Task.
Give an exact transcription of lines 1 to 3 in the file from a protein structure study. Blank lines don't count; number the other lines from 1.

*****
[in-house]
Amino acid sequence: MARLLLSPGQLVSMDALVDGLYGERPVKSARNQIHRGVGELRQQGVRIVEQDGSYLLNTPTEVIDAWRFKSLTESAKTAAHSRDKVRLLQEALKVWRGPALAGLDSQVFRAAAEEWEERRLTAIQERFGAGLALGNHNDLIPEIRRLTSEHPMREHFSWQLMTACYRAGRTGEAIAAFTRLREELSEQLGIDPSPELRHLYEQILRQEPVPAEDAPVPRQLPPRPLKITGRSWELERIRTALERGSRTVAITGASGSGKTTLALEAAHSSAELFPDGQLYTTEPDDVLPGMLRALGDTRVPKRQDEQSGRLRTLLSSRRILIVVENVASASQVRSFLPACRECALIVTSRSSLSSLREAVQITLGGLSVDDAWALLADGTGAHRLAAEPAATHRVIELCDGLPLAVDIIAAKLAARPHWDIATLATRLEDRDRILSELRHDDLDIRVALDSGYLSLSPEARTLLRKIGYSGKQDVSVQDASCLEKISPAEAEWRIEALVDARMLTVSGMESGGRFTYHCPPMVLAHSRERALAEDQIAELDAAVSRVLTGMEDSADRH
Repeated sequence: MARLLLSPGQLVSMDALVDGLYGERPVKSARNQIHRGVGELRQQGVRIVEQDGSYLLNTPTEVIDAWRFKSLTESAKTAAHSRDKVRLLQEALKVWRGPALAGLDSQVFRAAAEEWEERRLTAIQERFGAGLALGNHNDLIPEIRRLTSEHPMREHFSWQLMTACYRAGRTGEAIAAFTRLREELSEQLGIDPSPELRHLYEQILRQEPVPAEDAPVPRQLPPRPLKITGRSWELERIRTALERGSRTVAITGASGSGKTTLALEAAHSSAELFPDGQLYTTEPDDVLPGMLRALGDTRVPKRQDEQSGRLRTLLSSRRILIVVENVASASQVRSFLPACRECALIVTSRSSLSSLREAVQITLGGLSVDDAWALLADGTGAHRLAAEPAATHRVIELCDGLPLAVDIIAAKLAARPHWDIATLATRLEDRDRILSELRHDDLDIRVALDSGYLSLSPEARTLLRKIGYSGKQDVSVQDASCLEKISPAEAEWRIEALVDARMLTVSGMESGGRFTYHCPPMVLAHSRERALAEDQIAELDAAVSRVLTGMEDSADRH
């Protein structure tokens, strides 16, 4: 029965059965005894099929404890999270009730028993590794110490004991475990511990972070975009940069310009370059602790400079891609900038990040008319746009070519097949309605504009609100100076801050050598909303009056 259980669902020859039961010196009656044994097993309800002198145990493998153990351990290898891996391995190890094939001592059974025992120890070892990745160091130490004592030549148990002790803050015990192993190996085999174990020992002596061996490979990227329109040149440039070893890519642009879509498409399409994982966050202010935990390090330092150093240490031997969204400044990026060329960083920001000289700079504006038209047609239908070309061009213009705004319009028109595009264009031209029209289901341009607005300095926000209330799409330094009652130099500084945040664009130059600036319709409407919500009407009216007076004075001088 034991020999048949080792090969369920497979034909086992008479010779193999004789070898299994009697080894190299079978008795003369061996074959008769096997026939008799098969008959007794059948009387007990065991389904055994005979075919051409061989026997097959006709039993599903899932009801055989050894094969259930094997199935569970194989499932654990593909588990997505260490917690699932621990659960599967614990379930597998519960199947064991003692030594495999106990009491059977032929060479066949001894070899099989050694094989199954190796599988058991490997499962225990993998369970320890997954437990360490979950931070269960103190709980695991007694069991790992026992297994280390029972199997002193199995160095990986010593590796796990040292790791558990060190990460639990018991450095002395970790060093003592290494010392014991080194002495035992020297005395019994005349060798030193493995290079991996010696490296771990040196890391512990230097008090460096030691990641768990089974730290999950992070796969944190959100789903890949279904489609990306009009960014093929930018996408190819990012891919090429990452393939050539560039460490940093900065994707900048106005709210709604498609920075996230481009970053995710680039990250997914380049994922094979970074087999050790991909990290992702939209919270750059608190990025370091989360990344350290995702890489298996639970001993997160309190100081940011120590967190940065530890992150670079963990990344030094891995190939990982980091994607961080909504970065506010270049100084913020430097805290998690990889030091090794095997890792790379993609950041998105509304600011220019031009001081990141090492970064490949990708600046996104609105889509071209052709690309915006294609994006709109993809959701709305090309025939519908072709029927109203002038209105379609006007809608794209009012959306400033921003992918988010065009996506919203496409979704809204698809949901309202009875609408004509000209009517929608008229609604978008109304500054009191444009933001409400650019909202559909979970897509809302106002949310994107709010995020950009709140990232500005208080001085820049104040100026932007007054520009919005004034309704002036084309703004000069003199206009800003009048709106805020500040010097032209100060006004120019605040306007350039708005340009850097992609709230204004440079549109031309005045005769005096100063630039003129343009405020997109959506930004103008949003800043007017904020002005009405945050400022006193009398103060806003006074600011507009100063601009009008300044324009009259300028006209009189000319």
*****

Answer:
[in-house]
Amino acid sequence: MARLLLSPGQLVSMDALVDGLYGERPVKSARNQIHRGVGELRQQGVRIVEQDGSYLLNTPTEVIDAWRFKSLTESAKTAAHSRDKVRLLQEALKVWRGPALAGLDSQVFRAAAEEWEERRLTAIQERFGAGLALGNHNDLIPEIRRLTSEHPMREHFSWQLMTACYRAGRTGEAIAAFTRLREELSEQLGIDPSPELRHLYEQILRQEPVPAEDAPVPRQLPPRPLKITGRSWELERIRTALERGSRTVAITGASGSGKTTLALEAAHSSAELFPDGQLYTTEPDDVLPGMLRALGDTRVPKRQDEQSGRLRTLLSSRRILIVVENVASASQVRSFLPACRECALIVTSRSSLSSLREAVQITLGGLSVDDAWALLADGTGAHRLAAEPAATHRVIELCDGLPLAVDIIAAKLAARPHWDIATLATRLEDRDRILSELRHDDLDIRVALDSGYLSLSPEARTLLRKIGYSGKQDVSVQDASCLEKISPAEAEWRIEALVDARMLTVSGMESGGRFTYHCPPMVLAHSRERALAEDQIAELDAAVSRVLTGMEDSADRH
Repeated sequence: MARLLLSPGQLVSMDALVDGLYGERPVKSARNQIHRGVGELRQQGVRIVEQDGSYLLNTPTEVIDAWRFKSLTESAKTAAHSRDKVRLLQEALKVWRGPALAGLDSQVFRAAAEEWEERRLTAIQERFGAGLALGNHNDLIPEIRRLTSEHPMREHFSWQLMTACYRAGRTGEAIAAFTRLREELSEQLGIDPSPELRHLYEQILRQEPVPAEDAPVPRQLPPRPLKITGRSWELERIRTALERGSRTVAITGASGSGKTTLALEAAHSSAELFPDGQLYTTEPDDVLPGMLRALGDTRVPKRQDEQSGRLRTLLSSRRILIVVENVASASQVRSFLPACRECALIVTSRSSLSSLREAVQITLGGLSVDDAWALLADGTGAHRLAAEPAATHRVIELCDGLPLAVDIIAAKLAARPHWDIATLATRLEDRDRILSELRHDDLDIRVALDSGYLSLSPEARTLLRKIGYSGKQDVSVQDASCLEKISPAEAEWRIEALVDARMLTVSGMESGGRFTYHCPPMVLAHSRERALAEDQIAELDAAVSRVLTGMEDSADRH